and debt.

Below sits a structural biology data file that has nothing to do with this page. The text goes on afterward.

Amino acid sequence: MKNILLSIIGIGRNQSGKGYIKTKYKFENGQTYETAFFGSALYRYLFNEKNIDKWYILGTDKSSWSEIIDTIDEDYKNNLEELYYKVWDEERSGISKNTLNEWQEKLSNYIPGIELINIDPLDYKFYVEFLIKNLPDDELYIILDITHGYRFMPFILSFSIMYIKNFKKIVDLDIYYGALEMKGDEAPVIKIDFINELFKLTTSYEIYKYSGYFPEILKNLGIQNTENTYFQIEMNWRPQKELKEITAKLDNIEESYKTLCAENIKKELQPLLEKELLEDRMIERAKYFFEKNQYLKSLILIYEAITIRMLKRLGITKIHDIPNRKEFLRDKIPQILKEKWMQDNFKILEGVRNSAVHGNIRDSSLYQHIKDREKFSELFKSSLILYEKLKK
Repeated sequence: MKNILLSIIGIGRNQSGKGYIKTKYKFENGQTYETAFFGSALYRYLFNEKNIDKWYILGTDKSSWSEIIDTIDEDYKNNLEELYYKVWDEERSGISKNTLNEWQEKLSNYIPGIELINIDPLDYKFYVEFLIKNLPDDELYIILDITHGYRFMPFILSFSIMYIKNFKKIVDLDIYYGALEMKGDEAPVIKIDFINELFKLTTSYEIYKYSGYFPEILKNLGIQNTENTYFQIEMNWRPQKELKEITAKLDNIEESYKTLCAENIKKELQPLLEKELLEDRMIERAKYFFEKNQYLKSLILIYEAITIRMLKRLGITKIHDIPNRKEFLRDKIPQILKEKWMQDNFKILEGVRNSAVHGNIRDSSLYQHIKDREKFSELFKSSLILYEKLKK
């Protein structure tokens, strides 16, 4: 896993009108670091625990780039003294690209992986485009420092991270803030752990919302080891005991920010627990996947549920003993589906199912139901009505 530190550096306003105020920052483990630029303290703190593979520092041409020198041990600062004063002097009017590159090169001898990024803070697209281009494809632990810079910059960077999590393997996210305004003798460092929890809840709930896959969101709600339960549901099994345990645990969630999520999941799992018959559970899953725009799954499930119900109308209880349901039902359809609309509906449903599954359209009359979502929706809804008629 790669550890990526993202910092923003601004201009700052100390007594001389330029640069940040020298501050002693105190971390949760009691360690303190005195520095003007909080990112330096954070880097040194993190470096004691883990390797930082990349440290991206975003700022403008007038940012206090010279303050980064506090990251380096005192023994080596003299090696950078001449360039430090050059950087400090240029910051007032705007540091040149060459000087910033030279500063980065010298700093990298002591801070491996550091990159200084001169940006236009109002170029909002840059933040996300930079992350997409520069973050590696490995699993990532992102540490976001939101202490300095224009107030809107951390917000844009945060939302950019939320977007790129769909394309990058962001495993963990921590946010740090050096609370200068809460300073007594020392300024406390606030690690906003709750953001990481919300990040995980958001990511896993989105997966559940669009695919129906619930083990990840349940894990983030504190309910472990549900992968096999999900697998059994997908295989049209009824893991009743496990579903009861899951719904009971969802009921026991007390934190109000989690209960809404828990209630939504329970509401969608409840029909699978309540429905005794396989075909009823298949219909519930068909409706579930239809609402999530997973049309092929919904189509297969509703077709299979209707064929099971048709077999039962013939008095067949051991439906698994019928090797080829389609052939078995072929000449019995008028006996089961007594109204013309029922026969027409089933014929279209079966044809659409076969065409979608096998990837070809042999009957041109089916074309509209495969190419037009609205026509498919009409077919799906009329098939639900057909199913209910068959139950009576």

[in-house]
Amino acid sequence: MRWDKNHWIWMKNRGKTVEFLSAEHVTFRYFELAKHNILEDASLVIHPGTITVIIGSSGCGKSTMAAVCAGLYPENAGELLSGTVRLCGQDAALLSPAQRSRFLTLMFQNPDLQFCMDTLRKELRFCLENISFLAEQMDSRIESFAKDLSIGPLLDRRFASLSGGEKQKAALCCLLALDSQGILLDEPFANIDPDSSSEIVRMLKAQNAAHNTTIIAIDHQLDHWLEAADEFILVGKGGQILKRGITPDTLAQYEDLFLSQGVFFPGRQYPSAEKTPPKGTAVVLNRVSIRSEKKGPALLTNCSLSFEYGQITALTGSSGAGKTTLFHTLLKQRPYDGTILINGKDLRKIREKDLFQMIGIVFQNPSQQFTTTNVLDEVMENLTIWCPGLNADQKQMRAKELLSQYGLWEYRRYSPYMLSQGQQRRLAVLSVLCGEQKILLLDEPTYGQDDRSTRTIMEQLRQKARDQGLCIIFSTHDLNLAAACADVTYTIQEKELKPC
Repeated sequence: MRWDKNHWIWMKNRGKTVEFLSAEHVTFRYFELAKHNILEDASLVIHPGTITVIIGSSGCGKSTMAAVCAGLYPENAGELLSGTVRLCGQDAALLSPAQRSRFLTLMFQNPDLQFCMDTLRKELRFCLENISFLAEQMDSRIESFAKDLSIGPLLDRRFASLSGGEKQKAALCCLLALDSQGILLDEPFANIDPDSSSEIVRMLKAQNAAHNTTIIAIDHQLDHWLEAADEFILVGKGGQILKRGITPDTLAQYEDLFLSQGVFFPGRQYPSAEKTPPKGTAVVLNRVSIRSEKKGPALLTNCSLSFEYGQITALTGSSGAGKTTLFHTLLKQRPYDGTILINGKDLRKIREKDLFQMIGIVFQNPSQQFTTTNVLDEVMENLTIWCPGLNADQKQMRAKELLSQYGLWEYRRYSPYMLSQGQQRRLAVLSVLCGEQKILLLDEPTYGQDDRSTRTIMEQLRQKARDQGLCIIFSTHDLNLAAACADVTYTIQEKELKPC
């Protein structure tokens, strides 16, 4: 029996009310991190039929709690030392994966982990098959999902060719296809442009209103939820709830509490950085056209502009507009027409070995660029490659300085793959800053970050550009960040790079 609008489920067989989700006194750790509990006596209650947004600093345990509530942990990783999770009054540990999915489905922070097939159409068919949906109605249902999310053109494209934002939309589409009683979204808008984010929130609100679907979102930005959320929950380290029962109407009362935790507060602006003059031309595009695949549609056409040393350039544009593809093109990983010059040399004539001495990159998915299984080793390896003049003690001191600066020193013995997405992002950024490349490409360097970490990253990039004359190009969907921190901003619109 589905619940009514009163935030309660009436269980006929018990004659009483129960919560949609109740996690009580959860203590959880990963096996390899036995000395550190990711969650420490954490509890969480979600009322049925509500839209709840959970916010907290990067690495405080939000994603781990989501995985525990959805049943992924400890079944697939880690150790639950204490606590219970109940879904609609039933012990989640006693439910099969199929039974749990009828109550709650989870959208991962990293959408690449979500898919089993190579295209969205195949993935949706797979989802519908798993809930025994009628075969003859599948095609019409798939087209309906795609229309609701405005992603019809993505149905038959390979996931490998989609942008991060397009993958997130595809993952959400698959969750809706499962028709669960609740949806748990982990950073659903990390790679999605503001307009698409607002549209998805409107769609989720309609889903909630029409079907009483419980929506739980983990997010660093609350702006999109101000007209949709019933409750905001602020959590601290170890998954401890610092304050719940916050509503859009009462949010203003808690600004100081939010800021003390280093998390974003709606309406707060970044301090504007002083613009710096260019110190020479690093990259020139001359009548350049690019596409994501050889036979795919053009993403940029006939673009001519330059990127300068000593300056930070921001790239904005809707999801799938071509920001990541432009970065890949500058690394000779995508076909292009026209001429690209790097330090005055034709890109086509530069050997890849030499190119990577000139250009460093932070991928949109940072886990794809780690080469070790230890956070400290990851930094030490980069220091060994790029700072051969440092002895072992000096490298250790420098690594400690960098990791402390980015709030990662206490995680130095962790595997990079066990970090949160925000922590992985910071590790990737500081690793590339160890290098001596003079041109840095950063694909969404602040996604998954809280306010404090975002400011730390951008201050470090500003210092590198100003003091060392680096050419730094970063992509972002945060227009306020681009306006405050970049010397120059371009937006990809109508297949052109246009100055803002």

ing people; for it far exceeds, in a prudent course of sents an aspect more threatening with disaster than There is a clause in the constitution which declabusiness, the exigencies of the country. that which immediately preceded it. The past was res that "congress shall have power to lay and collect Many of the difficulties which are apprehended an era of inflation, the present is one of collapse. taxes, duties, imposts and excises, and provide for from the insecurity of the loan proposed are intended Now moneyed corporations are every where crip- the common defence and general welfare of the U. by its advocates to be met and conquered by a pledge pled. In proportion to their former activity and States." (Sec. 5.) This power was not given to of the public lands and an increase of duties on for-seeming power, is their present benumbed and pay the debts of the several states of this union, but eign merchandise. Admitting, for the sake of argu- feeble state. Scarcely a capitalist has escaped with- to pay the debts of the "United States." These words ment, that the lands will produce in current years a out severe loss from mere investments, and many are define the confederacy of states as a whole, and as fund at all adequate to the object, a large portion of ruined from no other cause. Confidence is denied contradistinguished from the separate and independent the country would reluctantly behold them devoted even in ordinary transactions of business. The most states. To assume that this power was given to auto this one object beyond the reach of recall in any daring wantonness of speculation is put at rest. Do- thorize the governmet to pay the debts of the sepaemergency. Another portion would contest the ap-mestic goods have accumulated until they are a drug. rate states, contracted solely for their benefit and for propriation of them, under any circumstances, to The national exchequer is made to feel this general their local purposes, is to allow the different states to mere state purposes. It is not, perhaps, necessary stagnation. Even the last expedient of the thriftless contract debts, and through the federal government, here to settle questions which have long agitated and borrowing itself-has partially failed. Under to bind others to pay them; which would make this divided the people and their representatives. The these circumstances, if currency could be infused government subservient to local interests and to state present product of the lands is small. General pros- with the natural effect of its redundant supply, it authority, and absorb "the general welfare of the U. perity must first prevail before it can be materially might bring back for a season a swollen and exagge- States." If this should be the established poinciple augmented. The first is certain; the last is full of rated condition of business, that could not be more of the government, it would be directly stimulating contingency. Should the reliance fail, the nation lasting than it was in times past. Then corpora- each state into a wild career of reckless speculation, may lament, but it cannot correct the error. A com- tions abounded and recieved too easy confidence; ca- which would inevitably end in their separate exis munication from the secretary of the treasury, of the pitalists received rates of interest from investments tence, or in a consolidated despotism, where even 18th of the present month, shows that the sum actu-in them that they deemed as secure in the future as their boundaries would be forgotten, amid the univerally received from lands sold in the last quarter of they were brilliant in present return; 'mutual deal- sal despair that would follow the overthrow of con1842, so far as shown by returns reings were not only marked by unhesitating mutual stitutional liberty. ceived, is in gross $254,513 37 trust, but they grew into speculation which almost entirely usurped the place of sober business. The lesson of calamity is now learned by heart. It is less exciting, but perhaps not less wholesome, than the wild intoxication of half a dozen years ago. If the disposition to profit by it be as sincere as the moment is opportune, the country may find its way through the dark hour of distress, and assume a healthier tone than any it possessed amidst the dangers and the excesses of artificial health. Its condition, although critical, is not desperate, its energies are unimpaired; its resources undiminished. When all the surplus productions of a fertile soil shall find a profitable market, prosperity will gradually but surely return. A fairly reciprocal arrangement with the populous nations of Europe, which should open their ports to all the staple commodities of the U. States, would encourage industry and hasten the re